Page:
View towards our start, Bodie mountains in the distance.

Casper leading the way up the switchbacks.  This trail up is easier walked than the section of road we did earlier this morning because it's built for hiking.

Trail leads through some small stands of trees.  I think you can see the outline of this trail on google earth, or at least parts of it.  When I last looked it seemed that there was a road up on the very top of our property.

Views!

Someone was considerate and left what looks like a piece of tram line pulley.

Up another switchback.  From lake level up to mine I think was another 1000 vertical feet.

From here on out I started getting a dizzy light-headed feeling and balance was off.  Probably because of the immense field of view whenever one looks up from the trail.  A points it was a little nerve racking because on a slope like this I prefer to have a snowboard strapped on my feet. (accompanied by ample powder)

Bodie Mountain?

Dana Plateau mid screen, Mt. Dana right.  Half of Mt. Dana is in Yosemite National Park, the right side of it as seen from here.  Love Yosemite Valley in the fall and after a dusting of snow.  Chalk up another plus for October.

Oneida with wind.

Look close and you will see the trail along with a couple rusty pipes.

Looking up at the biggest workings on the upper May Lundy Mine.  Our property begins near that tailing and goes up to the top and over to the right.  20.67 acres, rectangular in shape, mineral rights to the center of the earth, air rights to outer space, water rights, and surveyed.  In Reno I looked at a couple surveys but have no desire to teeter about to find monuments - it's loose footing out there!  Either way, there aren't any neighbors, only the USFS, who doesn't have a budget anymore to send out survey staff.  Until that happens we'll all use the honor system.

Lengthwise shot.  Also note the horizontal cuts, those were the enormous quartz veins which kicked off this whole mining boom.

Casper takes a switchback break to examine the valley floor for movement.  Reminds me of Mono Pass out of Little Lakes Valley at the end of Rock Creek. 

He's looking for hikers, or happy dogs down in the meadow - at home we set up a telescope on our deck because he likes to bark at the International Space Station when it gets too low in orbit.

No one fishing Oneida today or we'd hear about it.  We've made it up to the cookhouse and bunking facilities, time to rummage around.  Section of trail visible below.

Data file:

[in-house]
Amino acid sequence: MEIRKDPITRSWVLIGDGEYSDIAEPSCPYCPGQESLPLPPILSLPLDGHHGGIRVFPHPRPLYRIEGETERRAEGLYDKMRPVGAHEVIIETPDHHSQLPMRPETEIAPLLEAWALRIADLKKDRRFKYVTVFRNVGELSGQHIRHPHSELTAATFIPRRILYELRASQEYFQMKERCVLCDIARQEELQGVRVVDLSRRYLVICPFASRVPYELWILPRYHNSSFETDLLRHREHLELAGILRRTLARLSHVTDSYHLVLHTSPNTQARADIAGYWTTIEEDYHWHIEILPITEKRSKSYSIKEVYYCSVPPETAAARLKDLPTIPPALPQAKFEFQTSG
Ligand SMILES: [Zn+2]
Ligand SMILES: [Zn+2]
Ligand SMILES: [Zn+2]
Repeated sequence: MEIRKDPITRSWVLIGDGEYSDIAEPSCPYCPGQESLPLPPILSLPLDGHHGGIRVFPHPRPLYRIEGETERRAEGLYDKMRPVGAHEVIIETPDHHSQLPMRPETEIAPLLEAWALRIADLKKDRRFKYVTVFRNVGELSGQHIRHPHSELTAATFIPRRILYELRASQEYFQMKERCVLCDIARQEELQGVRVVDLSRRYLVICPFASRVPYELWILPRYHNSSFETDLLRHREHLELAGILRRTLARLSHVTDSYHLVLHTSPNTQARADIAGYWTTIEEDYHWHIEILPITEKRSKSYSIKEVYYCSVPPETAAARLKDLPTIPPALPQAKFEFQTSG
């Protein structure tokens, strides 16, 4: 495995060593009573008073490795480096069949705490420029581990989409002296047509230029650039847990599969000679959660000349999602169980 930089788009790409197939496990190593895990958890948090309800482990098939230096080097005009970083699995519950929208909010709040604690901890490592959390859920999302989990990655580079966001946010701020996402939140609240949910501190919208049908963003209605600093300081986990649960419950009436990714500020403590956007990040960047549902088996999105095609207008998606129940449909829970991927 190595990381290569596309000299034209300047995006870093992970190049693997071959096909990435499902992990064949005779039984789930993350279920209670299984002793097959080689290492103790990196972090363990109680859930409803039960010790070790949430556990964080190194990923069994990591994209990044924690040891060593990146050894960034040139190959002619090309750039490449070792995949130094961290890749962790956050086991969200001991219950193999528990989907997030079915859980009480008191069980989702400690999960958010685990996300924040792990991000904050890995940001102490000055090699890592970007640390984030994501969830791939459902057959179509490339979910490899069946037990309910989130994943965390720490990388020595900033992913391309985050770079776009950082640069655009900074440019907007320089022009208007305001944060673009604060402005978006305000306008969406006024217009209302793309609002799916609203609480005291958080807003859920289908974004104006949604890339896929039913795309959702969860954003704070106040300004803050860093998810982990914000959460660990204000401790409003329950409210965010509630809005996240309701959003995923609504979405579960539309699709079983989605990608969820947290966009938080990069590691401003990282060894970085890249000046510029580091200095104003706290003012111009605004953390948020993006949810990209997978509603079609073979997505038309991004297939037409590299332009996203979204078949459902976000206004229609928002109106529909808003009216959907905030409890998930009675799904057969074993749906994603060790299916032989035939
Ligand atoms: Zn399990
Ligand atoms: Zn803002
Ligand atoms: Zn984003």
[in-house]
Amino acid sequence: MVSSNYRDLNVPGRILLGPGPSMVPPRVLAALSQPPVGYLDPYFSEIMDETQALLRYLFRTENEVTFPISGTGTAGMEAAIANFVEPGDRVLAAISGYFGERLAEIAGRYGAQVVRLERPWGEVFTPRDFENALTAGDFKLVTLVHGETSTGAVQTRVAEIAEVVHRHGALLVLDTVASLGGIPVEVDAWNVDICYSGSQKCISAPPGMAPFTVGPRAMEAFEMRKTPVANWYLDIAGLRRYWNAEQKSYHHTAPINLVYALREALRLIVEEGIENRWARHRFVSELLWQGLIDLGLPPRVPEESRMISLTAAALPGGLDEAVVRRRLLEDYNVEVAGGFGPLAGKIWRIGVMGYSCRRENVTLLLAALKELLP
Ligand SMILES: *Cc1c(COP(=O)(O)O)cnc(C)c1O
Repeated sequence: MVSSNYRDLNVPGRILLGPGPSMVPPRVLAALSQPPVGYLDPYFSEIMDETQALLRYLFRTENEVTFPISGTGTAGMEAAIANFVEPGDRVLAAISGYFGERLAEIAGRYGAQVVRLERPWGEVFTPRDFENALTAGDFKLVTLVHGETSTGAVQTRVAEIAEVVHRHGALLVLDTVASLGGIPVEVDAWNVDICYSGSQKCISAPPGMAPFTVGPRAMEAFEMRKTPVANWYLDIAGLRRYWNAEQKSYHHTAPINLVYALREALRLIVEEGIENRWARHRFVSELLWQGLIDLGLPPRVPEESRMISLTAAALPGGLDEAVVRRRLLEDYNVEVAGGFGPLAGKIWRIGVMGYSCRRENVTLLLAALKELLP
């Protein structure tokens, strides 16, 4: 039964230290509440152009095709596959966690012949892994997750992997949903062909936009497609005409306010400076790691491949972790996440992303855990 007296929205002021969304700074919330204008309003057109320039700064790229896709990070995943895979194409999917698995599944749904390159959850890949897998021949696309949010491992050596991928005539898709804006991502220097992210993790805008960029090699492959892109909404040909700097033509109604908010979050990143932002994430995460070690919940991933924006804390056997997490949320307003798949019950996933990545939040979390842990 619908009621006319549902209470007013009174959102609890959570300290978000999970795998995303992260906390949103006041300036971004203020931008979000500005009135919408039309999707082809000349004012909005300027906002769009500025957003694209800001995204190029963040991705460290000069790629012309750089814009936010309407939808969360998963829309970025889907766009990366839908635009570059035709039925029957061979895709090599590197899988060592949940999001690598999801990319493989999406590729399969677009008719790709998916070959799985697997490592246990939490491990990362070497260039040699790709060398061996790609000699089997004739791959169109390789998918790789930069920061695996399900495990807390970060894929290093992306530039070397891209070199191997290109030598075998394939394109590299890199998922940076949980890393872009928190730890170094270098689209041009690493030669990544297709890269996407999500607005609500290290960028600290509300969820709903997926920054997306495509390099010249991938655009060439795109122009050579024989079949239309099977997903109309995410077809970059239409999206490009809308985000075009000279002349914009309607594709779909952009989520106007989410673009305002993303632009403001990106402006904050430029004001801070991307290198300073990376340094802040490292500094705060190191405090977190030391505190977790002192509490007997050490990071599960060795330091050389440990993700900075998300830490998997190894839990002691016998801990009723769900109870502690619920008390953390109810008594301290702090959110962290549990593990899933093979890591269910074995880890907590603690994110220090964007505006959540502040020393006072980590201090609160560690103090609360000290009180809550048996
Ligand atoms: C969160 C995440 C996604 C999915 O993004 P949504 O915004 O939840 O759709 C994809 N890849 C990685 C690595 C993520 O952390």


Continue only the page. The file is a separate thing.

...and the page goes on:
Not a lot left over the years.  Plenty of useless smashed building pieces, lots of scrap metal, square nails, and broken wood burners.  Nice place to pitch a camp because there are several protected flat spots.  It's great to have level ground underfoot.

Property for sale.  Many uses besides gold mining, a little creativity can go a long way.  Land trade comes to mind, so does a heli-ski operation, or a high country camp similar to those in Yosemite next door.

You might scratch your head and wonder, why is the price so high?  After all, this looks like prime avalanche zone, anyone who builds a structure here is at risk.

I'm glad you asked that question.  The answer is long, but since you are here I can give a brief overview.  We lease .25 (that's a quarter) acre lot from the USFS and every twenty years their best and brightest come in to reappraise this quarter acre plot.  I won't get into detail of where this lot is specifically, but it's on the Inyo, within rock throwing distance of the 395 and the most notable feature besides being in a fragrant Jefferey Pine forest is that it's on a well signed OHV trail.  Other limitations include: no winter access, no water, no electricity, no cell service, and plenty of micro-management from the landlord, USFS.  As you can imagine this makes for a tough appraisal, how does one find a comparable?  No one uses outhouses anymore. 

Aha!  The USFS appraisal team picks Virginia Lakes subdivision because they too have no winter access.  (along with no cell service or electricity)  Makes sense.  And looky here, a .25 acre lot just changed hands for $30,000.  So after consulting the financial calculator, your USFS lease (recreation residence, forest service cabin, et al) is now valued at $35K - so says the official appraiser and his will is done.  You can appeal (which we did) but your appeal is hereby overturned and both sides have dropped a small fortune on certified mail.